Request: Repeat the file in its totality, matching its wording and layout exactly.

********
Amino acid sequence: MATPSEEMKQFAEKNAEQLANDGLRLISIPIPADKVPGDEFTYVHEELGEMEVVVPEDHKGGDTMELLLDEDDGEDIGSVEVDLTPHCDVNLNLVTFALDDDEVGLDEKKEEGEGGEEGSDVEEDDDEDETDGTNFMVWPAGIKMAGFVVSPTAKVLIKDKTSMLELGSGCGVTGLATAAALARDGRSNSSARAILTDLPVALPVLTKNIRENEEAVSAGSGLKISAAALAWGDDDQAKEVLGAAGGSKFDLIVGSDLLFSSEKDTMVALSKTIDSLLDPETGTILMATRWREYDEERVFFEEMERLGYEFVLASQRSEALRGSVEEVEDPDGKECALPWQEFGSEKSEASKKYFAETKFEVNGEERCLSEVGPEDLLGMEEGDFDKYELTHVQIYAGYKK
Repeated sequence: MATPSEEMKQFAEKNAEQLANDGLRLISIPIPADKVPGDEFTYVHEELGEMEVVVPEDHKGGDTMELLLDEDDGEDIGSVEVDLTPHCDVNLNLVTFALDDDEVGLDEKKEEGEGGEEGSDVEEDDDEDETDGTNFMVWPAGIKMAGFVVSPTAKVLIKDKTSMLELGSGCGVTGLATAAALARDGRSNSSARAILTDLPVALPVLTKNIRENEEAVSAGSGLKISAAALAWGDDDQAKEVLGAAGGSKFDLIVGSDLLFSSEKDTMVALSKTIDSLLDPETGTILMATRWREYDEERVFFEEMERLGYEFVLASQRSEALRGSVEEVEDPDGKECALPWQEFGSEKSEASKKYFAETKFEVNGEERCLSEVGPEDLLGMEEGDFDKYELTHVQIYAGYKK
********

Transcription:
Amino acid sequence: MATPSEEMKQFAEKNAEQLANDGLRLISIPIPADKVPGDEFTYVHEELGEMEVVVPEDHKGGDTMELLLDEDDGEDIGSVEVDLTPHCDVNLNLVTFALDDDEVGLDEKKEEGEGGEEGSDVEEDDDEDETDGTNFMVWPAGIKMAGFVVSPTAKVLIKDKTSMLELGSGCGVTGLATAAALARDGRSNSSARAILTDLPVALPVLTKNIRENEEAVSAGSGLKISAAALAWGDDDQAKEVLGAAGGSKFDLIVGSDLLFSSEKDTMVALSKTIDSLLDPETGTILMATRWREYDEERVFFEEMERLGYEFVLASQRSEALRGSVEEVEDPDGKECALPWQEFGSEKSEASKKYFAETKFEVNGEERCLSEVGPEDLLGMEEGDFDKYELTHVQIYAGYKK
Repeated sequence: MATPSEEMKQFAEKNAEQLANDGLRLISIPIPADKVPGDEFTYVHEELGEMEVVVPEDHKGGDTMELLLDEDDGEDIGSVEVDLTPHCDVNLNLVTFALDDDEVGLDEKKEEGEGGEEGSDVEEDDDEDETDGTNFMVWPAGIKMAGFVVSPTAKVLIKDKTSMLELGSGCGVTGLATAAALARDGRSNSSARAILTDLPVALPVLTKNIRENEEAVSAGSGLKISAAALAWGDDDQAKEVLGAAGGSKFDLIVGSDLLFSSEKDTMVALSKTIDSLLDPETGTILMATRWREYDEERVFFEEMERLGYEFVLASQRSEALRGSVEEVEDPDGKECALPWQEFGSEKSEASKKYFAETKFEVNGEERCLSEVGPEDLLGMEEGDFDKYELTHVQIYAGYKK